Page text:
The Girl on The Train by Paula Hawkins comes out on 15th January 2015. Don’t forget to pre-order it!

Also, stay tuned for a very special post at Books & Reviews.



  • crimeworm

    Like Marina Sofia, I think I’ll be getting stuck into this very soon – this is the second amazing review I’ve read this week on the blogosphere, so I think it’s going to be one I’ll read while at my parents’ for Xmas. Also STILL need to read The Woman Upstairs – thanks for the reminder! Great review Elena!

  • Beth

    I read this, too. So I’m surprised at your good review. I don’t think this book is that good, although I will agree that it kept my attention.

    Riverhead, the publisher, is simply doing a great marketing job for this book, right down to its very clever cover. But after all the hype, THE GIRL ON THE TRAIN disappointed me. It probbly isn’t as unputdownable as they claim until the last couple of chapters.

    The girl on the train is a raging alcoholic who has opinions about people that are often based on nothing and are always wrong. The entire book is about her alcoholic blackouts and figuring out what really happened.

    A lot of things about this book aggravated me. The biggest aggravation is difficult to describe without saying too much and spoiling the story. It has to do with how everything is explained in the end. It really wouldn’t happen that way and is too hard to swallow.

    I won this ARC from the publisher and

    • Elena

      Well, to each her own, obviously, but the fact that you don’t remember Rachel’s name and describe her has a ‘raging alcoholic’ says a lot about how audiences respond to unlikable characters. Had she been a squeaky clean middle-class wife, mother of 2, she would have probably had more credibility for readers, and that is one of the key points of my review: how we respond to liminal main characters. All addictions are troublesome, but if you read carefully, her comes from a long line of marital emotional abuse, which pretty much does the work for the social role of crime fiction in society.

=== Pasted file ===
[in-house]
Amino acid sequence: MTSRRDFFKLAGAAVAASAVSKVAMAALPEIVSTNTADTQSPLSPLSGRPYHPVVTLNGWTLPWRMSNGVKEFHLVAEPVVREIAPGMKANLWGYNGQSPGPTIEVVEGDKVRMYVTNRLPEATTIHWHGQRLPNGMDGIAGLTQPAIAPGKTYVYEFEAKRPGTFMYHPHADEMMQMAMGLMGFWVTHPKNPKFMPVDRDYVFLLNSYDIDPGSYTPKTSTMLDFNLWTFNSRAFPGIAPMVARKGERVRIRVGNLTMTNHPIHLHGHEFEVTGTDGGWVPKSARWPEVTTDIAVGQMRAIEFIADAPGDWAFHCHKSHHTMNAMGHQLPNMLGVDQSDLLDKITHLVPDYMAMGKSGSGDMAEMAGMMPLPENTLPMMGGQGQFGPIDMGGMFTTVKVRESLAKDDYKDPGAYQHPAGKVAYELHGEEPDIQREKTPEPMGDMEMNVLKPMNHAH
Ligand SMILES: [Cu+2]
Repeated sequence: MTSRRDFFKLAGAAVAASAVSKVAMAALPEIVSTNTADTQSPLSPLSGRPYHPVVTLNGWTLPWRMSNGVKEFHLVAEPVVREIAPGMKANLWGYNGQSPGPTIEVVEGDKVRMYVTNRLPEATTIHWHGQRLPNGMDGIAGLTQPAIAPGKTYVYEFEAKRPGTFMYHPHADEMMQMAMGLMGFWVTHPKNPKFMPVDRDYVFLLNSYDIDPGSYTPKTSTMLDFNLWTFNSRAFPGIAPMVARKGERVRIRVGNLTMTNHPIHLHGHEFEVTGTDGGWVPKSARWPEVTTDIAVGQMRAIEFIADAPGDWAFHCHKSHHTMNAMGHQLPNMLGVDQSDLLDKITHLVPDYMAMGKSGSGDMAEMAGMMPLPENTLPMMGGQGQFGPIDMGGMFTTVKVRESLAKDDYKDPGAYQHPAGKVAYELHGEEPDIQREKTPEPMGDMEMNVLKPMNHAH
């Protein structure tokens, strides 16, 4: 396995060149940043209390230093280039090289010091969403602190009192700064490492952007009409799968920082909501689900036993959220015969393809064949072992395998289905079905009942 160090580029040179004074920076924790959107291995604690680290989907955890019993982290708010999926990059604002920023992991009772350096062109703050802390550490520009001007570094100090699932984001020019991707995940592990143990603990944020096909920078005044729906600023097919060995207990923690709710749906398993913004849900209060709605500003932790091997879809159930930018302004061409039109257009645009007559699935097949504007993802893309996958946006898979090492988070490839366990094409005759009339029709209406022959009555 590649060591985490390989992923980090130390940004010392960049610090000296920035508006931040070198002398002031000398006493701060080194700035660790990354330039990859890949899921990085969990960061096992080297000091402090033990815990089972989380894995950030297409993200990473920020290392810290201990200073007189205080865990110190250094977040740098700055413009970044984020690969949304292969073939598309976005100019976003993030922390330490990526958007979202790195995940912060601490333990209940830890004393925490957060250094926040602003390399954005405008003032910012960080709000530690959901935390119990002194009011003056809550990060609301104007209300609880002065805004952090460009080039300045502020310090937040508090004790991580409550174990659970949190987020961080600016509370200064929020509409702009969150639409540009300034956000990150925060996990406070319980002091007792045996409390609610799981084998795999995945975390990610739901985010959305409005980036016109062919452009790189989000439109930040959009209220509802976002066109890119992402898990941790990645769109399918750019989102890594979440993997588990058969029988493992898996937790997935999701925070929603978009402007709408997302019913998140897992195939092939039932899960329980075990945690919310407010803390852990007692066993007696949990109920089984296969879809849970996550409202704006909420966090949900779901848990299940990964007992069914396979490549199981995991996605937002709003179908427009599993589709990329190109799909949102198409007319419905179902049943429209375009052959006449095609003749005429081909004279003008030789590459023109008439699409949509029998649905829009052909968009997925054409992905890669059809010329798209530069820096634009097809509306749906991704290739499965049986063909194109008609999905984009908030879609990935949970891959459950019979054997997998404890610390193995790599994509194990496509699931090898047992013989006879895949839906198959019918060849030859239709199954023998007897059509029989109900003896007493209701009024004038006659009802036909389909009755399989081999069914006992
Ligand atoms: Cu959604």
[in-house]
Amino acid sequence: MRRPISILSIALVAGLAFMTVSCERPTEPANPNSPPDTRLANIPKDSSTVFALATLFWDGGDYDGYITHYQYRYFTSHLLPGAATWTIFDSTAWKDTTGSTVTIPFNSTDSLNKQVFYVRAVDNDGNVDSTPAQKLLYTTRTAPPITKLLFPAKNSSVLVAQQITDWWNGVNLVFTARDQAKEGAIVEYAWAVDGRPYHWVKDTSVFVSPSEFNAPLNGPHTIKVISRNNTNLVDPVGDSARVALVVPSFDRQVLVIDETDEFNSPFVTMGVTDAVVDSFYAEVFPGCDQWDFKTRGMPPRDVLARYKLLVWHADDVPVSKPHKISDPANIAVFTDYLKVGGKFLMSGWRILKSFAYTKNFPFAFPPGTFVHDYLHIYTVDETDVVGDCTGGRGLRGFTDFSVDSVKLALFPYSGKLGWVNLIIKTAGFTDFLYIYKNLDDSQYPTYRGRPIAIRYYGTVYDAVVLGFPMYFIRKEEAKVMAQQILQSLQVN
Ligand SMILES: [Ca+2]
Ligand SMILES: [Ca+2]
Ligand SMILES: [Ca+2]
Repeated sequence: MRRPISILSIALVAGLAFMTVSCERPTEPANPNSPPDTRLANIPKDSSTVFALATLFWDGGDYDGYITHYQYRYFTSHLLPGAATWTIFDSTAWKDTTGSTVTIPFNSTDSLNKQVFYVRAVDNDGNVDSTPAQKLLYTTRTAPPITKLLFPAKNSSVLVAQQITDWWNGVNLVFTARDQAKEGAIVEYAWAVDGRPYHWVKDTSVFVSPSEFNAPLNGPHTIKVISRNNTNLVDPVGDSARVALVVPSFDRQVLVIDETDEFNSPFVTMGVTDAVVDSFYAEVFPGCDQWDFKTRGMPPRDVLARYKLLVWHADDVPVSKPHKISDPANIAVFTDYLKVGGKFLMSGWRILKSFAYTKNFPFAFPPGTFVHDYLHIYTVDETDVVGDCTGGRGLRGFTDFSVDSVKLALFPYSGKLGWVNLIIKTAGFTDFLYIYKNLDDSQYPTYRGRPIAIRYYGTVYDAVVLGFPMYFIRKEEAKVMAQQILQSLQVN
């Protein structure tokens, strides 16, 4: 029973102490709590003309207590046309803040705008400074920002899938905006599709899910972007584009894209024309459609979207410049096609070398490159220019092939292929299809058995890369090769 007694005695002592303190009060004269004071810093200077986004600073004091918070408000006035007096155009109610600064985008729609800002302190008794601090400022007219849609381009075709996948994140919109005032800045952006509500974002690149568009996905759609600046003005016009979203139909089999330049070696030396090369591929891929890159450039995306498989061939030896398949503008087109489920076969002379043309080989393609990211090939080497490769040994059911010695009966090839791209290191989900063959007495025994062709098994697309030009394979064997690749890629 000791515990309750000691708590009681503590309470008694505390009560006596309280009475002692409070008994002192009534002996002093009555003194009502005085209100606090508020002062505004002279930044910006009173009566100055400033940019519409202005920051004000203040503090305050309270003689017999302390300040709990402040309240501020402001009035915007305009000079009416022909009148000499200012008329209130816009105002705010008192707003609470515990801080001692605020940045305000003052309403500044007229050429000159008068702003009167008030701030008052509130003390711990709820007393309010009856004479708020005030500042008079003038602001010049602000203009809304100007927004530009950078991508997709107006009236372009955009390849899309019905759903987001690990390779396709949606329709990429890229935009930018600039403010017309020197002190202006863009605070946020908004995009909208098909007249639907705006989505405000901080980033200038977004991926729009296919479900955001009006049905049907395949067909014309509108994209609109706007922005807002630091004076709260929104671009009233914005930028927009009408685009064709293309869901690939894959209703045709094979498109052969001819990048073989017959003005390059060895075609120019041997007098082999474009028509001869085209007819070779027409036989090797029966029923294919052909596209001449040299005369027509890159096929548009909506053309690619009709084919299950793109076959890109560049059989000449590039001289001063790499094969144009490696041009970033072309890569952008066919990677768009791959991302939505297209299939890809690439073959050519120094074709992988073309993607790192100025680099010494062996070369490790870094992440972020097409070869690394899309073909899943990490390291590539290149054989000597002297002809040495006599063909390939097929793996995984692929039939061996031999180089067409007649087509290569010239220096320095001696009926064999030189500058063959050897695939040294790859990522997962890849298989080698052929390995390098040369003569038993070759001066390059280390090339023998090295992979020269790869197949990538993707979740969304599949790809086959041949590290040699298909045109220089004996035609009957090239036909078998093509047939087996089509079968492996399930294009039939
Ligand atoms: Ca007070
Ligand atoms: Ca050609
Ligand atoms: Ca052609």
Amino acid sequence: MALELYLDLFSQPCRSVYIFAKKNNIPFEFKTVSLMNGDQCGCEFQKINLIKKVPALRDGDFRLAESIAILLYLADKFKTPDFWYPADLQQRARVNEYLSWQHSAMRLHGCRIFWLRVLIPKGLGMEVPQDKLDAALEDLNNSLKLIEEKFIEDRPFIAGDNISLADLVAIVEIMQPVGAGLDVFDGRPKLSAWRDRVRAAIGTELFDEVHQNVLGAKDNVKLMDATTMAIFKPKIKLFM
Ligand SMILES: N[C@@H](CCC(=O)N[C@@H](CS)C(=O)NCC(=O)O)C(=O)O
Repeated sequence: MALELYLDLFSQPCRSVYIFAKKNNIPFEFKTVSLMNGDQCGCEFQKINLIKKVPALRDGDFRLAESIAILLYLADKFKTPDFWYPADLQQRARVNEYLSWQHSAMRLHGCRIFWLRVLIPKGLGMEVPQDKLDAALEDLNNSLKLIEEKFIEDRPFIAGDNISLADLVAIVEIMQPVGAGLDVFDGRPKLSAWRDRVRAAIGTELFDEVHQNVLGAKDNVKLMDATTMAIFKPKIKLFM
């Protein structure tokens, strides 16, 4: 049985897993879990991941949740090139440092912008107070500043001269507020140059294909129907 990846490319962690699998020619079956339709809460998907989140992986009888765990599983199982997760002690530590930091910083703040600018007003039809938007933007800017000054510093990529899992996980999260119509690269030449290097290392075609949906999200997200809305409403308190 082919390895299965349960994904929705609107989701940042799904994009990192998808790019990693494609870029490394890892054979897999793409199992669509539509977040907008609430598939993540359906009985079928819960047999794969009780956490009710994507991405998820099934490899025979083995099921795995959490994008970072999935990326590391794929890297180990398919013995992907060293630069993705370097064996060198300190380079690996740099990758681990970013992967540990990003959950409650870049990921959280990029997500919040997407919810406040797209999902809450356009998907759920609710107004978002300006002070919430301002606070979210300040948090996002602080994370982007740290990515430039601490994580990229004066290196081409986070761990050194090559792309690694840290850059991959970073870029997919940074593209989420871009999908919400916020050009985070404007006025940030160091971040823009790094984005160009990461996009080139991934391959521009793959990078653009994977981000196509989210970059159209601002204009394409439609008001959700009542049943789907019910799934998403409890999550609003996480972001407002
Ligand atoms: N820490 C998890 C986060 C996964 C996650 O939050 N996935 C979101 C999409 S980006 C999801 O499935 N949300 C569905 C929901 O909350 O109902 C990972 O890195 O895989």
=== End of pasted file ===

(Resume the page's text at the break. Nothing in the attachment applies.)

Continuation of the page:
As for what would ‘really’ happen, well, it’s fiction. Umberto Eco already stated the agreement between reader and writer when one picks up the pen – or sits at the keyboard – and the other one opens the book. Either you sign that agreement contract giving the author the benefit of the doubt and enter that parallel universe – that has nothing to do with reality – or you don’t.

  • A Little Blog of Books

    I really enjoyed this too and will be posting my review after new year. It’s a great concept which is very well executed. I also don’t think I have come across a female alcoholic narrator before or at least not in a modern crime fiction novel.

    • Elena

      That is so great! I don’t think I have either. Other kinds of unreliable narrators, yes, but not an alcoholic, middle-aged woman. Thanks for highlighting that and welcome to Books&Reviews 🙂

      • crimeworm

        The alcoholism would leave you with her unreliability being more understandable, if that makes sense…although I don’t know to what extent the author uses that. It’s definitely next on my TBR on the Kindle though…look forward to your review, A Little Blog Of Books! Wonder if it’ll be as complimentary as the two I’ve read already?

Don't forget to share what you think!